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By Denise Woodin
Rye Y Director of Community Impact & Social Responsibility
At the Y, we talk about impact a lot. We strive to create programs and activities that will make a difference in our members’ lives. We form partnerships with public officials, parents of school-aged children and business leaders to make a positive impact on our community. Through our actions, our smiles, our engagement with each other, our staff, members and volunteers impact each other in countless ways.
When I think about impact, I often think about an incident that happened to me several years ago. One night, as I was taking the express train from Northern Manhattan downtown, I noticed an unkempt, obviously mentally ill woman pacing the nearly empty car.Standing near the door, I watched her nervously as she circled closer and closer to me, muttering angrily. My anxiety turned to fear as she seemed to glare at me and started talking about killing “the white woman”and stabbing her (me) to death. Was that a knife in her pocket? With the long stretches between express stops, I couldn’t escape.
A young man and his girlfriend were sitting on one of the benches in the middle of the car, quietly watching me. He motioned for me to come over. Afraid to move, I shook my head. He persisted, silently encouraging me to come over to him. When I did move across the car, he stood up, giving me his seat and placed his body between me and the raging woman. I felt safe. At the next stop, I got off as did the young man and woman.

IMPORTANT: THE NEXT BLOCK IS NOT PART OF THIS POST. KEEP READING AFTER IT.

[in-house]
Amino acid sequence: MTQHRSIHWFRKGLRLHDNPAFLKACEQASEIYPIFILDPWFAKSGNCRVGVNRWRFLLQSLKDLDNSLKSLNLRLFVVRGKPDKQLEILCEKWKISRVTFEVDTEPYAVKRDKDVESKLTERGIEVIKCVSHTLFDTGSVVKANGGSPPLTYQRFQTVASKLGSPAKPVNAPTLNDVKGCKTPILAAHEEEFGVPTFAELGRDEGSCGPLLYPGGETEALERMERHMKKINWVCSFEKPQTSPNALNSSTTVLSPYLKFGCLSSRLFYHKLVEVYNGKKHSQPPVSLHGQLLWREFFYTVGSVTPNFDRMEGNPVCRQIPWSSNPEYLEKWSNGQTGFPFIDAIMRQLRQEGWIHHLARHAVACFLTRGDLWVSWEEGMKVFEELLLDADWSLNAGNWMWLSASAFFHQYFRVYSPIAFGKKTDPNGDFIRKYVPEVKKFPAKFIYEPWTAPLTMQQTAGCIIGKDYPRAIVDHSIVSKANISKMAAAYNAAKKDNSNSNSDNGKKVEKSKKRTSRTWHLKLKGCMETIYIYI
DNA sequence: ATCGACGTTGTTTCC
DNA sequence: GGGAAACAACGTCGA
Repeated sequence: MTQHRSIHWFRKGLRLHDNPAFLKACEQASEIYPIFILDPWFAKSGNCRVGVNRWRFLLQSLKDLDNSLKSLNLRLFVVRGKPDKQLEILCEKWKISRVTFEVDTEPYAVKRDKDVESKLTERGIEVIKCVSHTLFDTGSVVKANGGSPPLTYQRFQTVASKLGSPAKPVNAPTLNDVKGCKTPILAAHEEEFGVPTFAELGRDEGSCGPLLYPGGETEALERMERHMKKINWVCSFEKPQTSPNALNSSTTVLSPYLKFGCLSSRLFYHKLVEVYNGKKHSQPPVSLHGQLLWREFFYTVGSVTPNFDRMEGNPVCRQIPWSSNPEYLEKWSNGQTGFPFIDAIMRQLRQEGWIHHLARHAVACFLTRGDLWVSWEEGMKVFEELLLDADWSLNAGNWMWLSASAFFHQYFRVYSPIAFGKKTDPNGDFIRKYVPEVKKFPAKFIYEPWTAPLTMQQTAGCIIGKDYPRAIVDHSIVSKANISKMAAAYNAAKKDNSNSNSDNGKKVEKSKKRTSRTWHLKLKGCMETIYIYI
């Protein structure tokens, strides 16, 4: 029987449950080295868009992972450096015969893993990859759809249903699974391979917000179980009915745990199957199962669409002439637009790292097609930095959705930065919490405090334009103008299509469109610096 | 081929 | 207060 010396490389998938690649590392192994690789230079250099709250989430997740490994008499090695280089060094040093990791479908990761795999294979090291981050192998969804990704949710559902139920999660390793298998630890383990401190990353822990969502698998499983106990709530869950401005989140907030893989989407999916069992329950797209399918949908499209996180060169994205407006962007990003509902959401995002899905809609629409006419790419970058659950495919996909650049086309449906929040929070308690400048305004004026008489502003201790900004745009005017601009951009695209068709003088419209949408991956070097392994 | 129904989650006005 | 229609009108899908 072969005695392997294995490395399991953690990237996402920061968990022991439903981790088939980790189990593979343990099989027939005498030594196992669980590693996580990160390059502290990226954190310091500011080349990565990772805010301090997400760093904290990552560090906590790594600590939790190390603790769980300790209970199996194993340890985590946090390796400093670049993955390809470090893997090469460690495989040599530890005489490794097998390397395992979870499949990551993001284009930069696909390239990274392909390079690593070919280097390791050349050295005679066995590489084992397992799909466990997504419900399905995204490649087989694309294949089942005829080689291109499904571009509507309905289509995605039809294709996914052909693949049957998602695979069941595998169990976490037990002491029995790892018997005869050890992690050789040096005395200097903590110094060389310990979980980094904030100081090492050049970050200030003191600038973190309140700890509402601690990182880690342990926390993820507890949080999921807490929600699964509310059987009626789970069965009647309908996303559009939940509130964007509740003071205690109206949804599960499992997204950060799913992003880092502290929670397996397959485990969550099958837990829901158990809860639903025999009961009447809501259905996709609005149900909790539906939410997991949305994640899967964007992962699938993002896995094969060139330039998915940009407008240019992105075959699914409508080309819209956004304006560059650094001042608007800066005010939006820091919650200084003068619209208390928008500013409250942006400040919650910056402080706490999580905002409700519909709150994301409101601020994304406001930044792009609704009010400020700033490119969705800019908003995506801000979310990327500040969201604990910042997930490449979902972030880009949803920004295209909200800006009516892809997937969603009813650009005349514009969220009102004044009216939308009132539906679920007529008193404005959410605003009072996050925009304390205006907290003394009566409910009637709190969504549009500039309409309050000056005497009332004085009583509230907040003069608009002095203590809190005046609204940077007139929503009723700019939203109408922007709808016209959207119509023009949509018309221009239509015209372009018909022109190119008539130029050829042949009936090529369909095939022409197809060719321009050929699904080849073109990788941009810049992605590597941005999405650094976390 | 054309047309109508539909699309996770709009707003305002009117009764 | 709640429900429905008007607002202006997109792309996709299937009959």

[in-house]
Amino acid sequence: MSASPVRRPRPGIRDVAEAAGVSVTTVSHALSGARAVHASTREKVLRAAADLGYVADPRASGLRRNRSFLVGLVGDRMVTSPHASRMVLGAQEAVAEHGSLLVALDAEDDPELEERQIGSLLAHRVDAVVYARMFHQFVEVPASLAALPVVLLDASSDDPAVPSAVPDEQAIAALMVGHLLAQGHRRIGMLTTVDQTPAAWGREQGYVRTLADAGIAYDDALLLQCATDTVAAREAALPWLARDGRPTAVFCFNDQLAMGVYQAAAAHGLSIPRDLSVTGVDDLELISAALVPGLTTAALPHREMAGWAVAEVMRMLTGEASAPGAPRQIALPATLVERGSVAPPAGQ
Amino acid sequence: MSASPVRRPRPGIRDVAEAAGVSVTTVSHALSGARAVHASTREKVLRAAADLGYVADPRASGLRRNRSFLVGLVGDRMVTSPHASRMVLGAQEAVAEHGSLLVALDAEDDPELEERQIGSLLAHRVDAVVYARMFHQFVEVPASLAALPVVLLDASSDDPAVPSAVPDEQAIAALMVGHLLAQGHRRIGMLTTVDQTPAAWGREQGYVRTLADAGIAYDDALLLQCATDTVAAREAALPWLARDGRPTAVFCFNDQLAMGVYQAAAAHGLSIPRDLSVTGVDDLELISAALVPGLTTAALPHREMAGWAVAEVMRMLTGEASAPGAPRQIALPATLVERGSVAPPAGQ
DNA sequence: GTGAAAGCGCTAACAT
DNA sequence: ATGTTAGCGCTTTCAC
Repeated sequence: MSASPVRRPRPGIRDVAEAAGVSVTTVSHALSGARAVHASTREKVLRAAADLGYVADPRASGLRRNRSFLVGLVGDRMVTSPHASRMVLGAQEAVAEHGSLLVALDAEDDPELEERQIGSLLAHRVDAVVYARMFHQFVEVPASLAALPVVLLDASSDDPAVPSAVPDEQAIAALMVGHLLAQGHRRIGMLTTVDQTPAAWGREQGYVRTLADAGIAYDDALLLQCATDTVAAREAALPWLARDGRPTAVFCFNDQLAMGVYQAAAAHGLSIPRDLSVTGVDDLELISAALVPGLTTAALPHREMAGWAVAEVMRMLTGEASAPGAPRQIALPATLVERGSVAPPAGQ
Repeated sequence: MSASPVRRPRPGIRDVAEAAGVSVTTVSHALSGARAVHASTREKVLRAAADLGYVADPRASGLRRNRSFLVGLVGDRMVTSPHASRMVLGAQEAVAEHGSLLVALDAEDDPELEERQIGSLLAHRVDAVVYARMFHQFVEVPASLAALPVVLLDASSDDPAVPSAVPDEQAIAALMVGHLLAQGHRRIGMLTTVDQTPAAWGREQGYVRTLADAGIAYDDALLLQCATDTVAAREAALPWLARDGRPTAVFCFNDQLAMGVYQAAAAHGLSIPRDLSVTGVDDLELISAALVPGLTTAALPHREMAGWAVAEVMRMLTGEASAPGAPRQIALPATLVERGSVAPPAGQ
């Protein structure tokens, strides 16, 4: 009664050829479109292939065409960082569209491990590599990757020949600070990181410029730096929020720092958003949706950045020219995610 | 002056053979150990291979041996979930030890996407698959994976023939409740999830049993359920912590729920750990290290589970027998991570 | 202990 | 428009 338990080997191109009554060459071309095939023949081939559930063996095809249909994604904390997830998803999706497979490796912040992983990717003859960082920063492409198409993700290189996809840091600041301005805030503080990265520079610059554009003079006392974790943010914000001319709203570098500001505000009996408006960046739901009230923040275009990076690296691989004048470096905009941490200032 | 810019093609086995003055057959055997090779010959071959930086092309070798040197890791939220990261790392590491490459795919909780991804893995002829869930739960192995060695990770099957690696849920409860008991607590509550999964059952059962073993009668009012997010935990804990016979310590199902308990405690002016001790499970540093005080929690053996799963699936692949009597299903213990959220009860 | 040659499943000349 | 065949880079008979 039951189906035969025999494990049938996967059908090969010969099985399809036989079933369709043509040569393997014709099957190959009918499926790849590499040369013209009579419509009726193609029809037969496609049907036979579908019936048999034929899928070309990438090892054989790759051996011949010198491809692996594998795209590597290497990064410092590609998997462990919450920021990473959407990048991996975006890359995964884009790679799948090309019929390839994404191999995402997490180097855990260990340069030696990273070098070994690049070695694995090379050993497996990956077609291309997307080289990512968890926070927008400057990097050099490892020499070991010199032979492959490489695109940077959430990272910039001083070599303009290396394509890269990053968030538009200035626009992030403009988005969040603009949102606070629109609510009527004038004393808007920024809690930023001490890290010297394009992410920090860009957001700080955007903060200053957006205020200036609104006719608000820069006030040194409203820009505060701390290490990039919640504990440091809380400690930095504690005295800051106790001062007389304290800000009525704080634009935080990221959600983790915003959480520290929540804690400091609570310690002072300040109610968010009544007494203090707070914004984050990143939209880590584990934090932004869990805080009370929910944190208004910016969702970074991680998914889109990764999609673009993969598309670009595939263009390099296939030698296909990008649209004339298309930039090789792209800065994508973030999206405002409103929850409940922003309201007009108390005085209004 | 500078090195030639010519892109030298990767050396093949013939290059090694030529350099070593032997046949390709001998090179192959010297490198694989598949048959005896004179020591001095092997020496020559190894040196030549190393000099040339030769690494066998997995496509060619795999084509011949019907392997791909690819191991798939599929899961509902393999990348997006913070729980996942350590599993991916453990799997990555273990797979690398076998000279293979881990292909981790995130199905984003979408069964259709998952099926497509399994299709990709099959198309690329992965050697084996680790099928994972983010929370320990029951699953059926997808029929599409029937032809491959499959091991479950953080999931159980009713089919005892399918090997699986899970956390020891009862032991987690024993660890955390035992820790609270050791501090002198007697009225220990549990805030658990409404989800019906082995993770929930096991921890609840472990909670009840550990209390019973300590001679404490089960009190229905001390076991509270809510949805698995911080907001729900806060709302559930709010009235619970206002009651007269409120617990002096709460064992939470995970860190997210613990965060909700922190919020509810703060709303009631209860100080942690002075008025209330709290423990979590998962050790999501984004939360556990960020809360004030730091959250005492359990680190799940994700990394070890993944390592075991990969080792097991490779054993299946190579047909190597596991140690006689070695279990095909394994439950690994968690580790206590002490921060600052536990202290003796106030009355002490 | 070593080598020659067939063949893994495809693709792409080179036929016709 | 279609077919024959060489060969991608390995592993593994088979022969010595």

I can’t think of that story without emotion. That man, wherever he is today, probably has no idea how much of an impact he made on me through his kindness. He could have ignored me, but he didn’t. Most of our stories of impact are not so dramatic. They don’t often involve danger. However, every thoughtful act, every hug when someone else needs one, every kind word or patient response makes an impact. Like that young man, we may never know how we affect others.
Prior to a recent staff meeting, the Y’s Chief Operating Officer Eileen Barber asked us to write down one way that we had made an impact on a member or colleague in the previous six weeks. At first, it was hard for me to come up with a story. After all, I sit at my computer most of the day. How was I making an impact? But I, and everyone else on our team came up with a story. And as we read them out loud, it became clear that we all make an impact every day.
You don’t have to work for a non-profit organization to make an impact. You don’t have to be particularly brave or strong or outgoing. We make an impact by paying attention. By being present for others. And through this mindfulness, we can make more of an impact than we’ll ever know.
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